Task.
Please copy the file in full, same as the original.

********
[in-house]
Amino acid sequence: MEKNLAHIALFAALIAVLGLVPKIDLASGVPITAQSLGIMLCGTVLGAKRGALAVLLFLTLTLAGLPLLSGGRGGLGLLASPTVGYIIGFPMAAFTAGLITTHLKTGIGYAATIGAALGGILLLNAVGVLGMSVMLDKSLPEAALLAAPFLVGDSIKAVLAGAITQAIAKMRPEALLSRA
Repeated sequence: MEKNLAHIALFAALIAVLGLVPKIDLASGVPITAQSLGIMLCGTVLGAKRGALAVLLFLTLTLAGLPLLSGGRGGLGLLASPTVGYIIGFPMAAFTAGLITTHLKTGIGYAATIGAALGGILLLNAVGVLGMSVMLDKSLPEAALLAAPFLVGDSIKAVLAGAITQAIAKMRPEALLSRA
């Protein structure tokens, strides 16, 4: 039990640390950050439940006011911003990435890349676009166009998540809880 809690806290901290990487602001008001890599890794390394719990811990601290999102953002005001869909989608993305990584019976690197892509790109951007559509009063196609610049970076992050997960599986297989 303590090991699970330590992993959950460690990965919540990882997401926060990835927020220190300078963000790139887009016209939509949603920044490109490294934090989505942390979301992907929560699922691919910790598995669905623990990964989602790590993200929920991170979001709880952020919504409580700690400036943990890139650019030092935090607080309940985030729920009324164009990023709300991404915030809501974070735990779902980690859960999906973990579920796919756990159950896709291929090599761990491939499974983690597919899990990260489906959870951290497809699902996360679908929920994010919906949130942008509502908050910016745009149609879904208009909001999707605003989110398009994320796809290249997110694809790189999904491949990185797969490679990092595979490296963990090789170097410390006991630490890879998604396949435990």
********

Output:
[in-house]
Amino acid sequence: MEKNLAHIALFAALIAVLGLVPKIDLASGVPITAQSLGIMLCGTVLGAKRGALAVLLFLTLTLAGLPLLSGGRGGLGLLASPTVGYIIGFPMAAFTAGLITTHLKTGIGYAATIGAALGGILLLNAVGVLGMSVMLDKSLPEAALLAAPFLVGDSIKAVLAGAITQAIAKMRPEALLSRA
Repeated sequence: MEKNLAHIALFAALIAVLGLVPKIDLASGVPITAQSLGIMLCGTVLGAKRGALAVLLFLTLTLAGLPLLSGGRGGLGLLASPTVGYIIGFPMAAFTAGLITTHLKTGIGYAATIGAALGGILLLNAVGVLGMSVMLDKSLPEAALLAAPFLVGDSIKAVLAGAITQAIAKMRPEALLSRA
């Protein structure tokens, strides 16, 4: 039990640390950050439940006011911003990435890349676009166009998540809880 809690806290901290990487602001008001890599890794390394719990811990601290999102953002005001869909989608993305990584019976690197892509790109951007559509009063196609610049970076992050997960599986297989 303590090991699970330590992993959950460690990965919540990882997401926060990835927020220190300078963000790139887009016209939509949603920044490109490294934090989505942390979301992907929560699922691919910790598995669905623990990964989602790590993200929920991170979001709880952020919504409580700690400036943990890139650019030092935090607080309940985030729920009324164009990023709300991404915030809501974070735990779902980690859960999906973990579920796919756990159950896709291929090599761990491939499974983690597919899990990260489906959870951290497809699902996360679908929920994010919906949130942008509502908050910016745009149609879904208009909001999707605003989110398009994320796809290249997110694809790189999904491949990185797969490679990092595979490296963990090789170097410390006991630490890879998604396949435990």